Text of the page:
Today I am very excited to welcome author Robin Saxon to the blog. Robin is here to talk to us about her new book, The Royal Road. She has also brought a copy to give away to one lucky commenter, so be sure to check out the details at the end of the post. Welcome Robin!
There is one quote that essentially sums up my new book, The Royal Road:
“The interpretation of dreams is the royal road to a knowledge of the unconscious activities of the mind.” — Sigmund Freud, The Interpretation of Dreams
Dreams are funny things. Our minds at rest can create fantastic scenarios as we sleep, processing the events of the day and working through our fears and our hopes. The human race has been researching why we dream for over a hundred years, and nobody is yet 100% sure about why we do it. Some think it’s tied into how we form memories, some think it reflects our emotions, others think they’re just a random by-product of our neurons firing in rest.
Whatever the truth is, dreams have had a powerful effect on human society at large. There are hundreds of books devoted to puzzling out dream symbolism, thousands of art works based on dreams. People connect to their religion through them, have ideas from them, change important decisions based on them. Some of those dream meaning books will tell you, for instance, that dreaming of the ocean signifies tranquillity and enlightenment. But what if the dreamer is deathly afraid of the ocean?
The Royal Road was born out of my desire to play with a few ideas. I wanted to see if I could find a way to put four completely different genres in one book (which I did, through three dream segments), I wanted to explore rumour versus first impressions versus expectations, I wanted to explore common stereotypes in various genres, and I wanted to mess around with the traditional linear structure of novels. And most importantly, I wanted to write about dreams. Weston, the main character, experiences vivid dreams when he meets the new productivity consultant, Sidney, at his work. In his waking life he is paranoid that Sidney is out to get him fired, but his unconscious mind notices clues that his waking mind does not. His dreams portray Sidney as a misunderstood villain. The question for Weston is: do his dreams hold a grain of truth?
The relevancy of dreams is ultimately up to the dreamer. For instance, I do not think that my recurring dream of being chased around an oval hole by a gorilla/piranha monster is especially relevant to my life, except for the fact that I once saw an illustration of the monster when I was very young. But what about I dreams I have frequently about needing to escape a disaster but all my limbs lock up in a seizure? Those might speak of a fear of not being able to escape something that scares me.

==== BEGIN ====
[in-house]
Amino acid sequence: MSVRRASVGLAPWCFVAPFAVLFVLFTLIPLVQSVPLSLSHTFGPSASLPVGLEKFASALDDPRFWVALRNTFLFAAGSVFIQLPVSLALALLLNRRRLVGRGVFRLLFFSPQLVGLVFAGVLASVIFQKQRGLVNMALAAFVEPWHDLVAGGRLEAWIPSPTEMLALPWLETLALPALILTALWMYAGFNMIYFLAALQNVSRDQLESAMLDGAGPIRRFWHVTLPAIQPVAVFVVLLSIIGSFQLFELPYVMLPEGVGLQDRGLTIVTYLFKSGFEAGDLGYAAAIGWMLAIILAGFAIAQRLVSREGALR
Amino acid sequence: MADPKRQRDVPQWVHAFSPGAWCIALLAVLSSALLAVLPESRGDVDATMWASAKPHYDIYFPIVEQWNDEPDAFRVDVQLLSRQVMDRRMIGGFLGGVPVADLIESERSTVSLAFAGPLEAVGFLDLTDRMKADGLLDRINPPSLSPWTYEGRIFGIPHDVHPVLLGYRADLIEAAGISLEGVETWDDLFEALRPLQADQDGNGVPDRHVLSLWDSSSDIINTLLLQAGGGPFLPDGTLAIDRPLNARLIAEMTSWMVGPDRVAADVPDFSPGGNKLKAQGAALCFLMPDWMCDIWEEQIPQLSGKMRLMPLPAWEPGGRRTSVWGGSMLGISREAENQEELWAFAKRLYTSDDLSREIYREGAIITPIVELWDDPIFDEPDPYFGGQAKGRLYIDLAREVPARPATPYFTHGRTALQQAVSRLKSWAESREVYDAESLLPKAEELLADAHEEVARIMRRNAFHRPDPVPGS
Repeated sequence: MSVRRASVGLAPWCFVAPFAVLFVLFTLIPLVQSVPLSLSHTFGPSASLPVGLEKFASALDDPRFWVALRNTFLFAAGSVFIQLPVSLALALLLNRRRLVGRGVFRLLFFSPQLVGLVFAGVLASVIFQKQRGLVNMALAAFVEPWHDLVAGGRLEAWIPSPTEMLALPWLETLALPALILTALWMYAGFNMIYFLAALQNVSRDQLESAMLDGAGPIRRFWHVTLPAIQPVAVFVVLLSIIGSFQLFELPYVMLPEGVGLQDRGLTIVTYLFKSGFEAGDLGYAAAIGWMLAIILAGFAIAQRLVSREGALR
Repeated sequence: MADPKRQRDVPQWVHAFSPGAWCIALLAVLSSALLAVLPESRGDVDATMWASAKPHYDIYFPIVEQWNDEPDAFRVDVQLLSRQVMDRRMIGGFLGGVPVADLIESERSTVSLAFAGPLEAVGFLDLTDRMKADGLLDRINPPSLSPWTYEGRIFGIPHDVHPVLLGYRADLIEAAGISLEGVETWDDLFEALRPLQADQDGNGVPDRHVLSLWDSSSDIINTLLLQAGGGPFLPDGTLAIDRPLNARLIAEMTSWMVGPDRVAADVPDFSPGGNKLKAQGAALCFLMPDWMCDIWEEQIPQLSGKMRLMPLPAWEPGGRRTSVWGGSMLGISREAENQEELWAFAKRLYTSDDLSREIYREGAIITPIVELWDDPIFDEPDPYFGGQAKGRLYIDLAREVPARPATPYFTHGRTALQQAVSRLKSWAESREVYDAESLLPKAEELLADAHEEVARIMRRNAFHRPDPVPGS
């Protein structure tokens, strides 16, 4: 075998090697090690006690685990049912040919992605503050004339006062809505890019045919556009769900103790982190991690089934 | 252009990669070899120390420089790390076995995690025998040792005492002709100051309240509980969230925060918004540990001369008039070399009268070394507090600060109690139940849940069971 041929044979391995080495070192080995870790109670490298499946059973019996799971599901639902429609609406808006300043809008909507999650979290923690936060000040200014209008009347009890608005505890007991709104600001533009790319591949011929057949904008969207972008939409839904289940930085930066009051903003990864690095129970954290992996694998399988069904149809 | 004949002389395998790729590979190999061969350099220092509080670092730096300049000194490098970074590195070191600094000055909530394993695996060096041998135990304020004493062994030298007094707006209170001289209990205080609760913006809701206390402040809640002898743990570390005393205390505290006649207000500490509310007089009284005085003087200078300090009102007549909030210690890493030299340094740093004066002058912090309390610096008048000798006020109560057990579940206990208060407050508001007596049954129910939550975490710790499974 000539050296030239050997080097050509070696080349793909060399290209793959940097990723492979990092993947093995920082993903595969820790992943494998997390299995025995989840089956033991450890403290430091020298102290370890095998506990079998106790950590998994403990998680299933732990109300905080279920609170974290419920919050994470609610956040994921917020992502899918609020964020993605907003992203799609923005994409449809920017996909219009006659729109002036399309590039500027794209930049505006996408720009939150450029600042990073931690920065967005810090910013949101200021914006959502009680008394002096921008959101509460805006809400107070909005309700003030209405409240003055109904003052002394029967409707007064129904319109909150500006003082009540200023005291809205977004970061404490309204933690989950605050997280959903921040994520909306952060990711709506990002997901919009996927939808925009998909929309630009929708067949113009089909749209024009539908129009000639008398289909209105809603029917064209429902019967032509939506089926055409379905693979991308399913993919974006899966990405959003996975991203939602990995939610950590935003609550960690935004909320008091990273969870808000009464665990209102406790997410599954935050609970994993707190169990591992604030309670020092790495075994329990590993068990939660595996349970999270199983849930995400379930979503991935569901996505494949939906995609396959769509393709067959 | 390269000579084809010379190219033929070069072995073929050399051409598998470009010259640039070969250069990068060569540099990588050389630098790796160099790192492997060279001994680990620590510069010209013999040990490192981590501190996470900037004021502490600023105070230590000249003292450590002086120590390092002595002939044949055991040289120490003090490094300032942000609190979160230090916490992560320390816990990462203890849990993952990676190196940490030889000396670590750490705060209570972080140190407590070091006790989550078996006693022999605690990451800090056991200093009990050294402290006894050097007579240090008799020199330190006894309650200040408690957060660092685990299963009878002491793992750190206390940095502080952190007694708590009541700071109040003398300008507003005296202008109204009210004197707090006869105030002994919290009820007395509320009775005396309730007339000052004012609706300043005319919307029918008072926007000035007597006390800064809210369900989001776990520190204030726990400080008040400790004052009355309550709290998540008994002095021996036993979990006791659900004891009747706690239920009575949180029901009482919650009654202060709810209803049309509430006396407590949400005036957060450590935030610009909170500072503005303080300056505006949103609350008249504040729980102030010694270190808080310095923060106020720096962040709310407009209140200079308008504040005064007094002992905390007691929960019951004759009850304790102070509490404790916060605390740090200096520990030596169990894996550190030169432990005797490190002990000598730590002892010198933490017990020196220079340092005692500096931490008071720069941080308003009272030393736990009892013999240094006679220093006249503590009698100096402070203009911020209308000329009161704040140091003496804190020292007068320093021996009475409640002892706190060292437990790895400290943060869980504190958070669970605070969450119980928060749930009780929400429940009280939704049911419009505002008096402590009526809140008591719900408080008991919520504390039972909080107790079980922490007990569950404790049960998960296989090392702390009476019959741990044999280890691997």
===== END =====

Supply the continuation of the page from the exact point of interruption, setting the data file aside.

In any case, dreams fascinate me, and The Royal Road was my little experiment in tying interpretation of them to the real world. I hope you give it a try!
By day, Weston Davies designs mascots for Sanderson Designs and avoids the new productivity consultant, Sidney Romero, who has been hired to ensure maximum efficiency. In the evenings, Weston writes. Fantasy, detective stories, science fiction—he’s tried it all, and he isn’t very good. All his attempts are riddled with clichés, and his characters become mouthpieces for scathing commentary on overused literary stereotypes. Though fantastical dreams that inspire his stories haunt his nights, Weston can’t put words to paper without cringing.
Worse, Weston’s work has begun to invade his sleep. Everybody in the office thinks Sidney is strange, quiet, and out to destroy the company. But in Weston’s dreams, Sidney is a mysterious dragon, a street-smart law enforcer, and a rebellious agent of the future government. While Weston reluctantly gets to know Sidney better in the real world, he struggles to reconcile him with the Sidney of his subconscious.
What are his dreams telling him? Is Sidney being wrongly vilified? And what if Sidney recommends Weston’s boss fire him? Weston must learn to pick through the clues his dreams are giving him, or he will never understand Sidney’s role in his life—professional or otherwise.
Robin Saxon, born and bred in New Zealand, lives in the Midwest with partner Alex Kidwell. When not writing or daydreaming about ideas for more stories, Robin is usually found playing MMOs like World of Warcraft, reading, drawing, and fussing over their cats, Starsky and Hutch.
In the rare times when they are not being pestered by their cats, Robin also listens to heavy metal music and enjoys everything from classics like Chaucer to urban fiction, as well as cooking vegetarian meals and inflicting them on Alex.
Robin has been kind enough to offer up a copy of The Royal Road to one lucky reader. Leave a comment by Friday, February 15th at 11:59 pm EST for a chance to enter. Good luck!